We offer our thanks to all of the knowledgeable, inspiring, and enthusiastic participants and readers who have helped us mark this special year. For further reflections on the symposium, a photo gallery of the events, and a story contest revolving around the celebration (for which we now have results), please visit our blog SOMETHING IS GOING TO HAPPEN.

For updated information on the special issues celebrating our 75th-anniversary year, please click here

The digital version of Ellery Queen's Mystery Magazine is now available from AmazonBarnes & NobleApple iPadMagzter, and Google Play.

Ellery Queen's Mystery Magazine Presents:  The Crooked Road. Get your copy today! 

Join the conversation. . .
at Something Is Going To Happen, where Janet Hutchings and guests blog about suspense, short stories, and the mystery-fiction scene.

EQMM Podcasts
Audio readings and dramatizations by the world's leading suspense writers. Visit our Podcast page today!

Check out this month's podcasts: “The Old Man and the Seashore” by Marilyn Todd
Novelist and short-story writer Marilyn Todd has been contributing to EQMM since 2000, when she appeared in our May issue with the first short story in her series of mysteries set in Ancient Rome. She has since become one of EQMM’s most prolific and popular contributors, sending us stories from a variety of different time periods, including a few, like the one we feature this month, that are set near our own time. “The Old Man and the Seashore” by Marilyn Todd, from the January 2016 EQMM, is read for this podcast by Mandie Davis.

Blog Bytes
Check out this month's Blog Bytes by Bill Crider

Bestselling author Lawrence Block is no stranger to the pages of AHMM and EQMM. His story “Looking for David” (EQMM, 2/98) was nomin
ated for an Edgar award, and he took second place in the 1985 EQMM Readers Award poll for “Like a Bug on a Windshield.” His story “Keller in Dallas” (EQMM, 2/11), featuring series hit man John Keller, can be found in the e-anthology The Crooked Road: Ellery Queen Presents Stories of Grifters, Gangsters, Hit Men, and Other Career CrooksHere is Lawrence Block talking about New York City, Keller's home base, for the NPR series Crime in the City. 


Shear Madness

Shear Madness GET TICKETS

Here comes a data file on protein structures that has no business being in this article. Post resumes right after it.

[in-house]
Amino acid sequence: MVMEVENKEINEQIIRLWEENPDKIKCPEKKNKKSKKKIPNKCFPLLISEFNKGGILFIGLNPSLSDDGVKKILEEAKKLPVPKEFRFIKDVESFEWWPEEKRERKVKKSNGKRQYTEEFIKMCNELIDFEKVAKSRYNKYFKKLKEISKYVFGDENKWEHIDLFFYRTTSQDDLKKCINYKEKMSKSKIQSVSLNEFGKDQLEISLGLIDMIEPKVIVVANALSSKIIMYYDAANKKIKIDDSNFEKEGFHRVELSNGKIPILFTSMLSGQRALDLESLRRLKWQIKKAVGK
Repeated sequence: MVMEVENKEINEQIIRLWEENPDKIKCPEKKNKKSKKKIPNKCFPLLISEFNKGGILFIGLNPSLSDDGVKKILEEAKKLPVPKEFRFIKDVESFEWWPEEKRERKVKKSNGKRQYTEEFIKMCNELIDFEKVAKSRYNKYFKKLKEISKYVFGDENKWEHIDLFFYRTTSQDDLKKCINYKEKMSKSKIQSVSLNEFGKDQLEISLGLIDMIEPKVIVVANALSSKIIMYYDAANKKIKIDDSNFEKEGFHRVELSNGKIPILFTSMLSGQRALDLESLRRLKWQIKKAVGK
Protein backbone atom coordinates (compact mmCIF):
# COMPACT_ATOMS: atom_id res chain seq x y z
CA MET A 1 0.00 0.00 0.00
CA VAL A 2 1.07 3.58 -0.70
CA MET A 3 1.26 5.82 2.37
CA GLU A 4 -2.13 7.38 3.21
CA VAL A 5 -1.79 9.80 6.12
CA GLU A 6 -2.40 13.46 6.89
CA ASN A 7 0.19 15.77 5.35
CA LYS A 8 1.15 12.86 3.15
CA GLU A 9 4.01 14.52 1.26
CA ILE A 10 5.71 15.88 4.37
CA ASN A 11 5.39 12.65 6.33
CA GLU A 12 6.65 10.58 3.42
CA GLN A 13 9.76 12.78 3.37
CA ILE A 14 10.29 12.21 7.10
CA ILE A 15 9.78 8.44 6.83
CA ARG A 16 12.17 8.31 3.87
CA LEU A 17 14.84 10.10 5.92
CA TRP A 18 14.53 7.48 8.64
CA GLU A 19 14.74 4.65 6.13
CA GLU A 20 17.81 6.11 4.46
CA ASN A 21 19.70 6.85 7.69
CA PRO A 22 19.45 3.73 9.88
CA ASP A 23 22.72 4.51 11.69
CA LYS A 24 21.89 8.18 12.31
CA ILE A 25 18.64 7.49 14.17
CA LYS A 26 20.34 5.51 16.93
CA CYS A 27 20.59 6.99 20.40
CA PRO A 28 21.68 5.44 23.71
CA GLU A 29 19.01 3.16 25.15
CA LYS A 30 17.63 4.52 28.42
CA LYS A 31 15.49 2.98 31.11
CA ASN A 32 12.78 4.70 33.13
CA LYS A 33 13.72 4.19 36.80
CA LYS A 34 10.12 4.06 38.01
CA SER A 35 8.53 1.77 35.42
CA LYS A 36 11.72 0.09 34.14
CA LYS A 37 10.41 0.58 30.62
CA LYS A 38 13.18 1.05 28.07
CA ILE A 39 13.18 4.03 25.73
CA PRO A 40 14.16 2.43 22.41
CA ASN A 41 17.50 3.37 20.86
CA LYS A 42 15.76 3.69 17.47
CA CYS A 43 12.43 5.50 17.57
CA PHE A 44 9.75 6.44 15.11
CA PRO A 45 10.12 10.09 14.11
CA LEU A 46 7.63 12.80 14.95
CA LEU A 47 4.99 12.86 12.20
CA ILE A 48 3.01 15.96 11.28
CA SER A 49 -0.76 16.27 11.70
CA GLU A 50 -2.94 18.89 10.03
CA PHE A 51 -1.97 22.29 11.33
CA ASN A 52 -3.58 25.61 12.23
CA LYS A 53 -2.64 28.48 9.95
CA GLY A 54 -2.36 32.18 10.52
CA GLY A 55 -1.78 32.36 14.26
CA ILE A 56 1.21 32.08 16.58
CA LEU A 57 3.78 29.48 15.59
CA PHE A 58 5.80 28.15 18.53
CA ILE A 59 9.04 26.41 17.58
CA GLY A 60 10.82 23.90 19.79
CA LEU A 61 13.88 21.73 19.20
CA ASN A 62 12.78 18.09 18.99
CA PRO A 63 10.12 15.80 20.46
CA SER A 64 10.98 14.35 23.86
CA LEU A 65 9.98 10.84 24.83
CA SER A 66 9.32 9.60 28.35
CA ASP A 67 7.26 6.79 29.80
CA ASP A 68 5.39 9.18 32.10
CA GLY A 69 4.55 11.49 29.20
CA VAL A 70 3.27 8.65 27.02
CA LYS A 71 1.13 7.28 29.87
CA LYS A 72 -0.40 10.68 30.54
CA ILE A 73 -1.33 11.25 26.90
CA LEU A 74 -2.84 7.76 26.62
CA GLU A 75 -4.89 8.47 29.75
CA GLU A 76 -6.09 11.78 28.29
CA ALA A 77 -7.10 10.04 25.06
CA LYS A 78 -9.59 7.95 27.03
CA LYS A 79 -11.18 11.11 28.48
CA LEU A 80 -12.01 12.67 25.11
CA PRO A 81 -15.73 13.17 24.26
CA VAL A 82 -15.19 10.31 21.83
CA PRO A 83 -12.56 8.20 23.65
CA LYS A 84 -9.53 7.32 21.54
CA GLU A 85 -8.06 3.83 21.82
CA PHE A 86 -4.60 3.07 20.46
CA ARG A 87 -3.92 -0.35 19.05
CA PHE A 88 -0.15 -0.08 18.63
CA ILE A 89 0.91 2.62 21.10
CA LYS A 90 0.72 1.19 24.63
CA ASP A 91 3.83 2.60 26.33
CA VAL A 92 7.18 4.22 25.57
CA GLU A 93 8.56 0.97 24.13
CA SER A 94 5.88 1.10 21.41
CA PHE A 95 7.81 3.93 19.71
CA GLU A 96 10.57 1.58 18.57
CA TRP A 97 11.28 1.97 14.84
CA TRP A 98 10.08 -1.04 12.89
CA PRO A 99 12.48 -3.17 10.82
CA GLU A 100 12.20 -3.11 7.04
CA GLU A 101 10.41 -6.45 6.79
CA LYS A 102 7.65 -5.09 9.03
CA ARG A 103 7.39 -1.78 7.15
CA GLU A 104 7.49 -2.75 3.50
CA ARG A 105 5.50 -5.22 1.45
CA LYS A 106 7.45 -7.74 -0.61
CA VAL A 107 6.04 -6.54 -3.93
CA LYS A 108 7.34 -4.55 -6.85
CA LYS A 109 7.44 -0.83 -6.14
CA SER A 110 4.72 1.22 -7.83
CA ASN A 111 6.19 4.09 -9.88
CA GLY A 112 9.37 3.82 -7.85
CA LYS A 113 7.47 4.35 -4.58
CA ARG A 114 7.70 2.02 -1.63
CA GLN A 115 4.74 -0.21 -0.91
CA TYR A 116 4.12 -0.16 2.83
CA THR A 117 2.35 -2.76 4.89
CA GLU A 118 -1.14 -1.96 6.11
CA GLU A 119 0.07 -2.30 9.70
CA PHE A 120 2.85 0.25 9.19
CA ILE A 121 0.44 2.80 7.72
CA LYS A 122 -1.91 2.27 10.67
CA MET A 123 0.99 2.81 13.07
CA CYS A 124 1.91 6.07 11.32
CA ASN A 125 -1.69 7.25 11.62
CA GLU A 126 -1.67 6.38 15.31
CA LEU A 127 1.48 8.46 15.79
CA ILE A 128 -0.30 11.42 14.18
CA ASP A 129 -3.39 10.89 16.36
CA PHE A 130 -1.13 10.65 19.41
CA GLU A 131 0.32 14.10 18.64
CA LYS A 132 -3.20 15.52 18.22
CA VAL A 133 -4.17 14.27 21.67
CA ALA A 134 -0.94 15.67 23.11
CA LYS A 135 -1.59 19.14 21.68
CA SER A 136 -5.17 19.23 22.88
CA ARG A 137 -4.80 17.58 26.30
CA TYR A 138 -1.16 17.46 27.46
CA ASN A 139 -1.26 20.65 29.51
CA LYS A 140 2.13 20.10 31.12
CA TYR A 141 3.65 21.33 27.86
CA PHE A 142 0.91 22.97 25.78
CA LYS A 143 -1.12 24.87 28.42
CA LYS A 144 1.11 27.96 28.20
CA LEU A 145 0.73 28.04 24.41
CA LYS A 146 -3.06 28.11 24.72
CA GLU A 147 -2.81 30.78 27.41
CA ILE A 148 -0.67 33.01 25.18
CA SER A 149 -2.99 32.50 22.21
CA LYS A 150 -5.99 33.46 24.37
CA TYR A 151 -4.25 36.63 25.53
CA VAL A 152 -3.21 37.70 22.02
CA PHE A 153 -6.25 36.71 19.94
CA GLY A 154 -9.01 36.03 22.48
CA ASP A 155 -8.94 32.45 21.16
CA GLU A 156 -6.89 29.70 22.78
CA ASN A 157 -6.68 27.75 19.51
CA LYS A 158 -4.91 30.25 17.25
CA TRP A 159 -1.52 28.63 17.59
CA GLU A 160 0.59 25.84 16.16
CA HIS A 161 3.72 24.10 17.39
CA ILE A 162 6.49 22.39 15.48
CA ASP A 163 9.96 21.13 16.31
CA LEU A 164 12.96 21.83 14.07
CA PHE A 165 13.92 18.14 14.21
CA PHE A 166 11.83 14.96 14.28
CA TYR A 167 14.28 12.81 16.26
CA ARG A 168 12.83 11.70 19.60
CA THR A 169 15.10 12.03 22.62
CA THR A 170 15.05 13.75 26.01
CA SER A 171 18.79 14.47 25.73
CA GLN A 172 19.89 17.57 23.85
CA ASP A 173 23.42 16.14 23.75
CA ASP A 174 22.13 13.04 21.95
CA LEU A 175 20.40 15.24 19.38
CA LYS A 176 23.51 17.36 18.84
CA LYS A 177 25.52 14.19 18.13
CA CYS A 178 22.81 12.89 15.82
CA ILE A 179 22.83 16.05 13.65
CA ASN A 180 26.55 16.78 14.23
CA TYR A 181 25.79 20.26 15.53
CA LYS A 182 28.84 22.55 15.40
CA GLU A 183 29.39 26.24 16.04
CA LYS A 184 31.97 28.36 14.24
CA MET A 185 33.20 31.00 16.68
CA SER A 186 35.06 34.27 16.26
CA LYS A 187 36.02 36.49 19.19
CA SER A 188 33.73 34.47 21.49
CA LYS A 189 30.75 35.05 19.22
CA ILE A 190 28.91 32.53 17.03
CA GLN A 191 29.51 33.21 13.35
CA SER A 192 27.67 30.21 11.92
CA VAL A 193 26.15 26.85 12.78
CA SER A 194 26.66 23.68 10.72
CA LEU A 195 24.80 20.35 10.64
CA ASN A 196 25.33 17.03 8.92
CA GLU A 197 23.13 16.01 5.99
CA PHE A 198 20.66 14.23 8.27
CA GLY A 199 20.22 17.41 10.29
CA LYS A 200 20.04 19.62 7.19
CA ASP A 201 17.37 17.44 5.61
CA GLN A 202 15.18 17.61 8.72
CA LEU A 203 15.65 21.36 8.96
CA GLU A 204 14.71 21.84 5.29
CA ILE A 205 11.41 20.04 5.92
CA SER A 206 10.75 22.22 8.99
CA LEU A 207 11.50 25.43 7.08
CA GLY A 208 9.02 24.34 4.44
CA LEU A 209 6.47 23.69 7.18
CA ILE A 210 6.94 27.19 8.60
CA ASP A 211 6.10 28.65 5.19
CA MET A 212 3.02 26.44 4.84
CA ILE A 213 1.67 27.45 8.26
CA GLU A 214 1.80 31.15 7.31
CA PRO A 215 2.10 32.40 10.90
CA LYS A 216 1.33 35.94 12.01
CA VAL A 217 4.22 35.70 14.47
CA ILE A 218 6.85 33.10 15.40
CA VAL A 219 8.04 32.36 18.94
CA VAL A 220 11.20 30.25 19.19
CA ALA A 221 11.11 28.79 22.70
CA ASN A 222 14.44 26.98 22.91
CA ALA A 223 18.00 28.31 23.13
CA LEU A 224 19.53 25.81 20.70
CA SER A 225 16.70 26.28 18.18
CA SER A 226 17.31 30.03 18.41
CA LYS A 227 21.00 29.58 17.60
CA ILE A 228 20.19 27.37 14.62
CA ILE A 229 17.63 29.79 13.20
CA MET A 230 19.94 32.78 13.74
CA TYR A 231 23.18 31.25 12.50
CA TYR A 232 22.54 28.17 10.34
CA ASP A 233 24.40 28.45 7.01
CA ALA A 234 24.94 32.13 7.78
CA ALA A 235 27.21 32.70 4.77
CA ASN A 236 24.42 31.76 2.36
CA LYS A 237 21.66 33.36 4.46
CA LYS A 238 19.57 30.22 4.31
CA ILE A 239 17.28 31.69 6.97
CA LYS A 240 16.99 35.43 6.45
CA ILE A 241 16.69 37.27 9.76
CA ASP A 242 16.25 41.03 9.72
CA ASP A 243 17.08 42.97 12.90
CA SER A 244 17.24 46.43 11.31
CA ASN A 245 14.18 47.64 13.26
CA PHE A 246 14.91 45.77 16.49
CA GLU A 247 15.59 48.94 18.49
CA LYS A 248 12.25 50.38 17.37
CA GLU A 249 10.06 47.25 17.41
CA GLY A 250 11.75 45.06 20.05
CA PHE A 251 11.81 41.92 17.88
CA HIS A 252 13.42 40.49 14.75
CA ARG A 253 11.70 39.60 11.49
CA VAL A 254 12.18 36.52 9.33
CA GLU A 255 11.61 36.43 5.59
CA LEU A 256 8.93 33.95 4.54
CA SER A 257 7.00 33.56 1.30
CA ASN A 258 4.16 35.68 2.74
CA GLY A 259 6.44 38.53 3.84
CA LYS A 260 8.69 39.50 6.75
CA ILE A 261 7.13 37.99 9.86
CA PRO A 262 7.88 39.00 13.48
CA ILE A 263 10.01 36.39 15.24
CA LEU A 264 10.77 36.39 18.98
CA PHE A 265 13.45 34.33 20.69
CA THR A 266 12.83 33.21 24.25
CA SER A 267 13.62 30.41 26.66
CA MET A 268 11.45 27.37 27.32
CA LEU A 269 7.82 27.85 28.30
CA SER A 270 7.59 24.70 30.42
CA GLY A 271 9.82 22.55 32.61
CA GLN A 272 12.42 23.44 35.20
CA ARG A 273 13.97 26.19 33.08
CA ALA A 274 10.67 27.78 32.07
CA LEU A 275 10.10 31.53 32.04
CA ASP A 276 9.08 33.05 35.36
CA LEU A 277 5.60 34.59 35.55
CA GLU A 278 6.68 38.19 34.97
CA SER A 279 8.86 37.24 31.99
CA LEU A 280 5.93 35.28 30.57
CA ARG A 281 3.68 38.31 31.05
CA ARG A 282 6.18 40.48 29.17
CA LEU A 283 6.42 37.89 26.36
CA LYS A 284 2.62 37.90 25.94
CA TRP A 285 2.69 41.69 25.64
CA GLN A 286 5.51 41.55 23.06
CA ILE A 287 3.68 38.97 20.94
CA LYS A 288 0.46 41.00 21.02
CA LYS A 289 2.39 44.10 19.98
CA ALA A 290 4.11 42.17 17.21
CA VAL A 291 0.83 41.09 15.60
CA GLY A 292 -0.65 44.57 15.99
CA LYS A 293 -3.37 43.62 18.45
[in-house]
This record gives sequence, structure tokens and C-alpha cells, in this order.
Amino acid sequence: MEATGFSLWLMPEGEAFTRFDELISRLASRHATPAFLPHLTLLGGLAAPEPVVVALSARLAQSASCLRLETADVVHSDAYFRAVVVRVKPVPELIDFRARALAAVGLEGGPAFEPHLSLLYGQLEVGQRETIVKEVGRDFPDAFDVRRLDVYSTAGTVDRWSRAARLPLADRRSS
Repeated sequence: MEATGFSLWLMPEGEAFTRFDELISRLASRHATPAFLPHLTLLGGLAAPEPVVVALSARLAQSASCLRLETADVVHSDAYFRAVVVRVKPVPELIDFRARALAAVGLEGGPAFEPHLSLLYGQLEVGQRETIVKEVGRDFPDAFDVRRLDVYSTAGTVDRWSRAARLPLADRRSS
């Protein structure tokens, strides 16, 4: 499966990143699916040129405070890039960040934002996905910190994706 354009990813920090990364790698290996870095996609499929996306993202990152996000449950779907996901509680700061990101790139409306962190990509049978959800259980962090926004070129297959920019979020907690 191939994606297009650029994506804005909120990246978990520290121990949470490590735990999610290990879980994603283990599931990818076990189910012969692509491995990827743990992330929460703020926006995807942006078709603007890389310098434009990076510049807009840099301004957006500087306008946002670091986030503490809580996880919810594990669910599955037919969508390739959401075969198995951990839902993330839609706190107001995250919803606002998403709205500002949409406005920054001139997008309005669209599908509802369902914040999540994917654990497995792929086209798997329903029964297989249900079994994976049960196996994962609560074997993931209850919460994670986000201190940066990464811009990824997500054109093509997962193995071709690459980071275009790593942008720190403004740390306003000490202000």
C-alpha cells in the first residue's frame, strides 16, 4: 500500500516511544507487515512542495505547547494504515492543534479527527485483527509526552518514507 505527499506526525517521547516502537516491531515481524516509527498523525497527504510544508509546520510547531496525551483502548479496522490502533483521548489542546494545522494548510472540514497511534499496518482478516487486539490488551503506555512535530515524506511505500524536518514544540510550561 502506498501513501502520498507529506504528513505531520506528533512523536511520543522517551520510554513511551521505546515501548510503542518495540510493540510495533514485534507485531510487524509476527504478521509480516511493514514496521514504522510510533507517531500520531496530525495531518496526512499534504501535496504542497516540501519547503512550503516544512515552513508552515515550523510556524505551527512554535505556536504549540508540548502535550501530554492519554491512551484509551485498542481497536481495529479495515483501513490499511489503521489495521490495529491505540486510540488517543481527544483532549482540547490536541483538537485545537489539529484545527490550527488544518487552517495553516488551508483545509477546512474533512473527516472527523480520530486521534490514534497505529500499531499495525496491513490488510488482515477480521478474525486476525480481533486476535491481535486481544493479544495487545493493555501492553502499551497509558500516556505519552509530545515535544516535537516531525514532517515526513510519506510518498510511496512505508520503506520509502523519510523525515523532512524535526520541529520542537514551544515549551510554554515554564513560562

All Our Yesterdays
by Andrew Klavan
Art by Laurie Harden

A screaming bright madness of noise and fire—then nothing.

Brooks wasn’t afraid after he went over the top. Before, yes. In the moments just before the assault began, the fear was almost unbearable. As he stood there with his boots sunk in the sucking puddle, rifle lifted, bayonet fixed, the rat-infested dung hole of a trench seemed to him transformed: It had become hearth and home and mother all rolled into one. . . .

Read more

The Model Citizen
by William Dylan Powell

Art by Mark Evan Walker

Corpus Christi, Texas, 1984 

I pulled the trigger once. Then again. Then over and over, scrubbing with the terry cloth and spraying Mr. Clean on our giant San Pellegrino umbrella on the deck of David’s Fifth Margarita. Monkeys are all but useless when it comes to cleaning a yacht, so Ringo slept in a hanging fern that swayed from the mainsail as I made yet another pass at the fabric on the deck chairs, umbrellas, bench cushions, and bar seating. . . .

 Read more

by Arthur Vidro: The Ransom of EQMM #1

Electronic Submissions For Writers:
EQMM uses an online electronic submission system (http://eqmm.magazinesubmissions.com) that has been designed to streamline our process and improve communication with authors. We ask that all submissions be made through this system, rather than on paper. Please refer to our writers' guidelines for full details and instructions on manuscript formatting.

Articles & Photos Celebrating EQMM's 70th

Each month we will post a new puzzle for your solving entertainment. Just click here to download and print, but beware: the answer is on page 2. Enjoy!

Next Month in EQMM:

Look out for our May/June 2017 double issue for more exciting stories on sale April 25, 2017.